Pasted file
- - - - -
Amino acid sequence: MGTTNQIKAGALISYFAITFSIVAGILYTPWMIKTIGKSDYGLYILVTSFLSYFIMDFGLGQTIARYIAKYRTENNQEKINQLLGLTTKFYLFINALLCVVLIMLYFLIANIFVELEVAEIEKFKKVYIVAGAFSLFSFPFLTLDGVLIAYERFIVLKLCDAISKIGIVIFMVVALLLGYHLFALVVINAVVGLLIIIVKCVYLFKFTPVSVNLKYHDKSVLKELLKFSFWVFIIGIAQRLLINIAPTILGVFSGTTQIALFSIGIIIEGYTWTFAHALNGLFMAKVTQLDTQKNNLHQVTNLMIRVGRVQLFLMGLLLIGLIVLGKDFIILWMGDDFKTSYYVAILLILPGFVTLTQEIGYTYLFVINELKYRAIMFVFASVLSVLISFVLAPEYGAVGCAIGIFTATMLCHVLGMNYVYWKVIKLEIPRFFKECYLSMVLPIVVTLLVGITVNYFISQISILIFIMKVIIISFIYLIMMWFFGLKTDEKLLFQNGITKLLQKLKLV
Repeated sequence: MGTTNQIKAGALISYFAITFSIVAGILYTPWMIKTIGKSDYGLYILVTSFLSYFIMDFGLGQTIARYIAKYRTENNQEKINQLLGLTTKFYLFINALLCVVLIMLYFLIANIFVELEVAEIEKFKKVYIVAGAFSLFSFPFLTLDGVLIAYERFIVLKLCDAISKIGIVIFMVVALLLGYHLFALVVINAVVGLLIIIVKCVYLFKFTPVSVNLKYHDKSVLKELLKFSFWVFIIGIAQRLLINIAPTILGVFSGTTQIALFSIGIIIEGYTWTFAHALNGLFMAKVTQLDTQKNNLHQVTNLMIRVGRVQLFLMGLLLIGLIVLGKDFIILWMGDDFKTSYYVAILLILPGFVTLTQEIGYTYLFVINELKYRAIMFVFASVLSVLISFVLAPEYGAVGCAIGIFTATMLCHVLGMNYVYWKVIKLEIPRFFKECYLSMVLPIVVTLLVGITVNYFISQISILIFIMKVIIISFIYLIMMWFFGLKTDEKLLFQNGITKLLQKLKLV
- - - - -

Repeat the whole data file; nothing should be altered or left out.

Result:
Amino acid sequence: MGTTNQIKAGALISYFAITFSIVAGILYTPWMIKTIGKSDYGLYILVTSFLSYFIMDFGLGQTIARYIAKYRTENNQEKINQLLGLTTKFYLFINALLCVVLIMLYFLIANIFVELEVAEIEKFKKVYIVAGAFSLFSFPFLTLDGVLIAYERFIVLKLCDAISKIGIVIFMVVALLLGYHLFALVVINAVVGLLIIIVKCVYLFKFTPVSVNLKYHDKSVLKELLKFSFWVFIIGIAQRLLINIAPTILGVFSGTTQIALFSIGIIIEGYTWTFAHALNGLFMAKVTQLDTQKNNLHQVTNLMIRVGRVQLFLMGLLLIGLIVLGKDFIILWMGDDFKTSYYVAILLILPGFVTLTQEIGYTYLFVINELKYRAIMFVFASVLSVLISFVLAPEYGAVGCAIGIFTATMLCHVLGMNYVYWKVIKLEIPRFFKECYLSMVLPIVVTLLVGITVNYFISQISILIFIMKVIIISFIYLIMMWFFGLKTDEKLLFQNGITKLLQKLKLV
Repeated sequence: MGTTNQIKAGALISYFAITFSIVAGILYTPWMIKTIGKSDYGLYILVTSFLSYFIMDFGLGQTIARYIAKYRTENNQEKINQLLGLTTKFYLFINALLCVVLIMLYFLIANIFVELEVAEIEKFKKVYIVAGAFSLFSFPFLTLDGVLIAYERFIVLKLCDAISKIGIVIFMVVALLLGYHLFALVVINAVVGLLIIIVKCVYLFKFTPVSVNLKYHDKSVLKELLKFSFWVFIIGIAQRLLINIAPTILGVFSGTTQIALFSIGIIIEGYTWTFAHALNGLFMAKVTQLDTQKNNLHQVTNLMIRVGRVQLFLMGLLLIGLIVLGKDFIILWMGDDFKTSYYVAILLILPGFVTLTQEIGYTYLFVINELKYRAIMFVFASVLSVLISFVLAPEYGAVGCAIGIFTATMLCHVLGMNYVYWKVIKLEIPRFFKECYLSMVLPIVVTLLVGITVNYFISQISILIFIMKVIIISFIYLIMMWFFGLKTDEKLLFQNGITKLLQKLKLV